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The genome of Chinese flowering cherry (Cerasus serrulata) provides new insights into Cerasus species

Authors
  • Yi, Xian-Gui1
  • Yu, Xia-Qing2
  • Chen, Jie1
  • Zhang, Min1
  • Liu, Shao-Wei2
  • Zhu, Hong1
  • Li, Meng1
  • Duan, Yi-Fan1
  • Chen, Lin1
  • Wu, Lei3
  • Zhu, Shun3
  • Sun, Zhong-Shuai4
  • Liu, Xin-Hong5
  • Wang, Xian-Rong1
  • 1 Nanjing Forestry University, Nanjing, Jiangsu, 210037, China , Nanjing (China)
  • 2 Nanjing Agricultural University, Nanjing, Jiangsu, 210095, China , Nanjing (China)
  • 3 Biomarker Technologies Corporation, Beijing, 101300, China , Beijing (China)
  • 4 Taizhou University, Taizhou, Zhejiang, 318000, China , Taizhou (China)
  • 5 Zhejiang Academy of Forestry, Hangzhou, Zhejiang, 310023, China , Hangzhou (China)
Type
Published Article
Journal
Horticulture Research
Publisher
Nature Publishing Group UK
Publication Date
Oct 01, 2020
Volume
7
Issue
1
Identifiers
DOI: 10.1038/s41438-020-00382-1
Source
Springer Nature
License
Green

Abstract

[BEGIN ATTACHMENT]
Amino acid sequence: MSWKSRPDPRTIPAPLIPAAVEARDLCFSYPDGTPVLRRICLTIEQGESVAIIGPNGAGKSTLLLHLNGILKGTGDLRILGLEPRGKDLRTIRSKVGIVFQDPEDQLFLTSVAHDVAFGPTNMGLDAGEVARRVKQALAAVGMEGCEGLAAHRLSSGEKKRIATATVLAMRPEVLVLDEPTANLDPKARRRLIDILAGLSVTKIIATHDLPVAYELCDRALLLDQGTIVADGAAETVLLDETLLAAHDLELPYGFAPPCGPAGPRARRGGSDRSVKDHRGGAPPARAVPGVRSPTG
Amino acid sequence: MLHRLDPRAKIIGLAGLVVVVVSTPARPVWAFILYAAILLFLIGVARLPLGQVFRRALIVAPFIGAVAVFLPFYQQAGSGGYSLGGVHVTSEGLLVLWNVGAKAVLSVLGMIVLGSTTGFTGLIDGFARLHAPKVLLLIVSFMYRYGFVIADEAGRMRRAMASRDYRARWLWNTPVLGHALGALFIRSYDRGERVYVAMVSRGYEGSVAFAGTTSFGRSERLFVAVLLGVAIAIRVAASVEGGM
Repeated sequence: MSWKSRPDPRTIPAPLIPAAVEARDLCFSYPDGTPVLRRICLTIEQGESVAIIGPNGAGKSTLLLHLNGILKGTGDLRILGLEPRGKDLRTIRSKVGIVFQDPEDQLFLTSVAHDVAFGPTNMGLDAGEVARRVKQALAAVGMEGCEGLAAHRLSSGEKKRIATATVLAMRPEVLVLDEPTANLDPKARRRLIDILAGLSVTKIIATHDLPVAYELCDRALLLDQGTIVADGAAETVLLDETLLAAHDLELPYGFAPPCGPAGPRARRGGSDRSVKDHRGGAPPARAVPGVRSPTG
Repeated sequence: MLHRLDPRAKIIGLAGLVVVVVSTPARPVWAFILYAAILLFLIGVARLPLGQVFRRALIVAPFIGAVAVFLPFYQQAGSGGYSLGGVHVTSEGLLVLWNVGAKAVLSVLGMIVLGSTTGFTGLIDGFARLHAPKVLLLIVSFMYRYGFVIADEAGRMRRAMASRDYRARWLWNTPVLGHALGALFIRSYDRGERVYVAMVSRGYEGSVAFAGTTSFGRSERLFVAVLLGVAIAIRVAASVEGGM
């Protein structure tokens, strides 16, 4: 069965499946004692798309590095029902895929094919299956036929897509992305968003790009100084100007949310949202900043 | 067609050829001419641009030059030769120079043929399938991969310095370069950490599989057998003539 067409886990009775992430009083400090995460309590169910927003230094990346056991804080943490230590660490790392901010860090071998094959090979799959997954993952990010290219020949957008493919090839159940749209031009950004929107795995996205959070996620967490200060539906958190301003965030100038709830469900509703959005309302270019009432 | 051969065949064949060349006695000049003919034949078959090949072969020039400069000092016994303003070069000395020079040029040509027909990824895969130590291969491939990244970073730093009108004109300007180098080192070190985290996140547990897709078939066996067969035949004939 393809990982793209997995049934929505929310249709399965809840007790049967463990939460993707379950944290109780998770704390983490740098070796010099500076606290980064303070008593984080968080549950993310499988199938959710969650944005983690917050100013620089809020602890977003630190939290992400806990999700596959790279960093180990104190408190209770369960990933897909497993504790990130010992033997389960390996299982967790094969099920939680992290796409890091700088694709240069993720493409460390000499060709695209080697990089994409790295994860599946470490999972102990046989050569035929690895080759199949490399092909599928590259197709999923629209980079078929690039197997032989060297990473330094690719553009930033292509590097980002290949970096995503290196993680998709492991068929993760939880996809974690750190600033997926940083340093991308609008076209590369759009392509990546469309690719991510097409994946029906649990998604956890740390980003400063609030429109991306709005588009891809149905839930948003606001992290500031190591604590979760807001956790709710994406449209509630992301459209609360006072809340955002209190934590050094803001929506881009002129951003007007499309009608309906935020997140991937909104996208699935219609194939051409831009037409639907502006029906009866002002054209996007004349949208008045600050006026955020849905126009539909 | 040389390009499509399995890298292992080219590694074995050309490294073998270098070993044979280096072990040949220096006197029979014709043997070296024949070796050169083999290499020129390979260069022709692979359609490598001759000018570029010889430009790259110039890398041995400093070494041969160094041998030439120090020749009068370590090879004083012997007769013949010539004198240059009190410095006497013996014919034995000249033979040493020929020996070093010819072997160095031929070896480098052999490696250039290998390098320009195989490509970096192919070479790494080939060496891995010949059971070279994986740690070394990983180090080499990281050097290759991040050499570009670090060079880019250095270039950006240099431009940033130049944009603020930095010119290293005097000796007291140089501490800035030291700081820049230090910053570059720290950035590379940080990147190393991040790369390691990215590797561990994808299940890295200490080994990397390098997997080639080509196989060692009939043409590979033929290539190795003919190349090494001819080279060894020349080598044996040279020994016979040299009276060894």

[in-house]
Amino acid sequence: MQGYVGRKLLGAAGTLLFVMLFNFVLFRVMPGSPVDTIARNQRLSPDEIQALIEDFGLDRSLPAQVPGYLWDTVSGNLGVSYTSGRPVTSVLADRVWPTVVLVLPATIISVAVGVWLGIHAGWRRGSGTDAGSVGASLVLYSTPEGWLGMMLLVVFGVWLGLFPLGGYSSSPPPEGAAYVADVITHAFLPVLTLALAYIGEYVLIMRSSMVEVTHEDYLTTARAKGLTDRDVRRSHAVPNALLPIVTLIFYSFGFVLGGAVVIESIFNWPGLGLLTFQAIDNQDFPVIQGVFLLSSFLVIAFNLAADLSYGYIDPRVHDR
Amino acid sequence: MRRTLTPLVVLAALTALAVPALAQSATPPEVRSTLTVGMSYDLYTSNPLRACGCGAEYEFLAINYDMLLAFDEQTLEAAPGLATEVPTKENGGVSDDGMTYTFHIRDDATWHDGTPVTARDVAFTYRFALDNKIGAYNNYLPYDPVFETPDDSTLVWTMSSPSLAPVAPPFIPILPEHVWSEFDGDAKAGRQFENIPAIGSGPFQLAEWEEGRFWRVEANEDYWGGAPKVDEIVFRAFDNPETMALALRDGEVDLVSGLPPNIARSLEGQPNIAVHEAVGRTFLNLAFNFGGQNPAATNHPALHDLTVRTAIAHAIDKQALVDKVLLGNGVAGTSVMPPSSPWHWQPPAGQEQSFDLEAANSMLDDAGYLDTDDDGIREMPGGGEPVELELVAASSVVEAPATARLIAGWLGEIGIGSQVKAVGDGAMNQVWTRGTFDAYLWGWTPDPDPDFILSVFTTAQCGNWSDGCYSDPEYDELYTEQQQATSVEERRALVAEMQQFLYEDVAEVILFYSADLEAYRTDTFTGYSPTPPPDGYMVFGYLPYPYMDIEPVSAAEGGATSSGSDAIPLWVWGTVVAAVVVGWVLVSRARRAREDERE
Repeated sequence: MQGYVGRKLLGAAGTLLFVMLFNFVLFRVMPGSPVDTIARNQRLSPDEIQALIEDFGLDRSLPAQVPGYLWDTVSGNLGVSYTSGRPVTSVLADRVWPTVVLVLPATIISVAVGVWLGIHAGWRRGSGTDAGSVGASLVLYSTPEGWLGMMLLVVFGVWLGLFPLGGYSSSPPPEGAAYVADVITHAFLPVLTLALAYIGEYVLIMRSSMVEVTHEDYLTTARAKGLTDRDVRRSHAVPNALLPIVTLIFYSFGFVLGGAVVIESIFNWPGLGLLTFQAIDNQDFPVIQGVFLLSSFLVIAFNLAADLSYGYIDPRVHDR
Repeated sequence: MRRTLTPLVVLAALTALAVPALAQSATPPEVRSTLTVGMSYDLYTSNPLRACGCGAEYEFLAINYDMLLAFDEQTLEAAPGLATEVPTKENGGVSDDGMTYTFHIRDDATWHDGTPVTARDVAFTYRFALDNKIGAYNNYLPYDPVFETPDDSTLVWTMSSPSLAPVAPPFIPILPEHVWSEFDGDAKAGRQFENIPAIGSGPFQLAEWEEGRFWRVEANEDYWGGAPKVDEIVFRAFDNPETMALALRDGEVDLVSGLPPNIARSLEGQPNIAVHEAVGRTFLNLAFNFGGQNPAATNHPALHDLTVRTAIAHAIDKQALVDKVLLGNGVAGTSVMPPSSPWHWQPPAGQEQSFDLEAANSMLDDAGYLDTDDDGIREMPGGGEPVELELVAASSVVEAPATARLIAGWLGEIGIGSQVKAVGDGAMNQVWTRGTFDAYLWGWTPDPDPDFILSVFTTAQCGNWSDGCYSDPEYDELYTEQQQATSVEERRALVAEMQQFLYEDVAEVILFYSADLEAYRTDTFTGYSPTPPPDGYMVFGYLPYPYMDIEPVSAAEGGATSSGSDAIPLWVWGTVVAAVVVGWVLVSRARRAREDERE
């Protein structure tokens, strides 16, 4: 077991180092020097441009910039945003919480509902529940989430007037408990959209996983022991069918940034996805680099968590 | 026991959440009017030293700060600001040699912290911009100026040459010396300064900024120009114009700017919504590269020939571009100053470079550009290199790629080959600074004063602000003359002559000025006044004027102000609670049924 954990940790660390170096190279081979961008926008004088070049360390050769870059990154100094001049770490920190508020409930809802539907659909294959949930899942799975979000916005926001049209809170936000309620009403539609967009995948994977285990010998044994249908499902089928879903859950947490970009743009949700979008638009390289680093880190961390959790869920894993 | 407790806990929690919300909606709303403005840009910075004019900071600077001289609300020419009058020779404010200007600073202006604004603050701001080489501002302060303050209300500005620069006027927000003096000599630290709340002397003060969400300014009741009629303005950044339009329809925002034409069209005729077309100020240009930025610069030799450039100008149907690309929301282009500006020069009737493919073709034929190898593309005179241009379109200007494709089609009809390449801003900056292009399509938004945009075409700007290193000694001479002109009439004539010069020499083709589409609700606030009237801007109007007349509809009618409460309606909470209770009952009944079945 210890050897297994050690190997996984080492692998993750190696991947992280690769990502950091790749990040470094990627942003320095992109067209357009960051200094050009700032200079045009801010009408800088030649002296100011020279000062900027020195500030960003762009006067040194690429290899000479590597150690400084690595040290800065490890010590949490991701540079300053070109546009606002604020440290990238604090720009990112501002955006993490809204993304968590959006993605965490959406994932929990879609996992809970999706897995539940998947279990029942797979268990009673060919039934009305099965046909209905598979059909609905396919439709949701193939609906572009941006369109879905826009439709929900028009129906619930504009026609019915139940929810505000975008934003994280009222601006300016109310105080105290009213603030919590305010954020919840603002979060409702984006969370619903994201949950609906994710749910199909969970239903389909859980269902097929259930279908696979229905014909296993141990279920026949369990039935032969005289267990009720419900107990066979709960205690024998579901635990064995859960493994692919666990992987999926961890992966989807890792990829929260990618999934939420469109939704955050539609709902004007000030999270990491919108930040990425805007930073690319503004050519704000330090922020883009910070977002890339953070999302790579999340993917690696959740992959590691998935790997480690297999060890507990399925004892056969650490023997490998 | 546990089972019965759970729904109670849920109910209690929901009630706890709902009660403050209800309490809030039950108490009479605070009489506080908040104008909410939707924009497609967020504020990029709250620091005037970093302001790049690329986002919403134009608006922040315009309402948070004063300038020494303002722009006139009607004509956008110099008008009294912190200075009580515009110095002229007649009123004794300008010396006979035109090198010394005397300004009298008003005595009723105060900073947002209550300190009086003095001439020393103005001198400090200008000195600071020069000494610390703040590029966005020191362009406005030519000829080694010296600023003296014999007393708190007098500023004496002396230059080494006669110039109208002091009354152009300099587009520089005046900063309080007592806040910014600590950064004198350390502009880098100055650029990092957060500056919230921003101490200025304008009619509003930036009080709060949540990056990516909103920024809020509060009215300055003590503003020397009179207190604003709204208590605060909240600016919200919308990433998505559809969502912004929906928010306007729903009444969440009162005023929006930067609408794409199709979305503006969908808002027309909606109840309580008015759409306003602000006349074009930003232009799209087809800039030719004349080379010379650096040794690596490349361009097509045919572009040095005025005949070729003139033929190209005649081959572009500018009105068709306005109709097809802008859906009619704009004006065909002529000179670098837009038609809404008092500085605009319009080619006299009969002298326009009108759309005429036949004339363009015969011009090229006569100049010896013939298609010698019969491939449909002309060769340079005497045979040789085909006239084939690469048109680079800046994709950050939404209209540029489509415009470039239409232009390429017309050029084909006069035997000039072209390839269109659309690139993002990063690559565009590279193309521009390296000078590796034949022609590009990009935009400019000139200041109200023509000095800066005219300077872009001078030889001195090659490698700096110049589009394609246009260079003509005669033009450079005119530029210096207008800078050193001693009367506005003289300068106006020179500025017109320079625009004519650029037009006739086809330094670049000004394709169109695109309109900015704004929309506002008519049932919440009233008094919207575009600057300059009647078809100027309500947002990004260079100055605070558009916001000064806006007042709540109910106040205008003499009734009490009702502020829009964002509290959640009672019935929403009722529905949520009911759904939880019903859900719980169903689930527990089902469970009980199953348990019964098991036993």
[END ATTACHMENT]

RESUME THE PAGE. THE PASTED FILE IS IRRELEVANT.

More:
Cerasus serrulata is a flowering cherry germplasm resource for ornamental purposes. In this work, we present a de novo chromosome-scale genome assembly of C. serrulata by the use of Nanopore and Hi-C sequencing technologies. The assembled C. serrulata genome is 265.40 Mb across 304 contigs and 67 scaffolds, with a contig N50 of 1.56 Mb and a scaffold N50 of 31.12 Mb. It contains 29,094 coding genes, 27,611 (94.90%) of which are annotated in at least one functional database. Synteny analysis indicated that C. serrulata and C. avium have 333 syntenic blocks composed of 14,072 genes. Blocks on chromosome 01 of C. serrulata are distributed on all chromosomes of C. avium, implying that chromosome 01 is the most ancient or active of the chromosomes. The comparative genomic analysis confirmed that C. serrulata has 740 expanded gene families, 1031 contracted gene families, and 228 rapidly evolving gene families. By the use of 656 single-copy orthologs, a phylogenetic tree composed of 10 species was constructed. The present C. serrulata species diverged from Prunus yedoensis ~17.34 million years ago (Mya), while the divergence of C. serrulata and C. avium was estimated to have occurred ∼21.44 Mya. In addition, a total of 148 MADS-box family gene members were identified in C. serrulata, accompanying the loss of the AGL32 subfamily and the expansion of the SVP subfamily. The MYB and WRKY gene families comprising 372 and 66 genes could be divided into seven and eight subfamilies in C. serrulata, respectively, based on clustering analysis. Nine hundred forty-one plant disease-resistance genes (R-genes) were detected by searching C. serrulata within the PRGdb. This research provides high-quality genomic information about C. serrulata as well as insights into the evolutionary history of Cerasus species.

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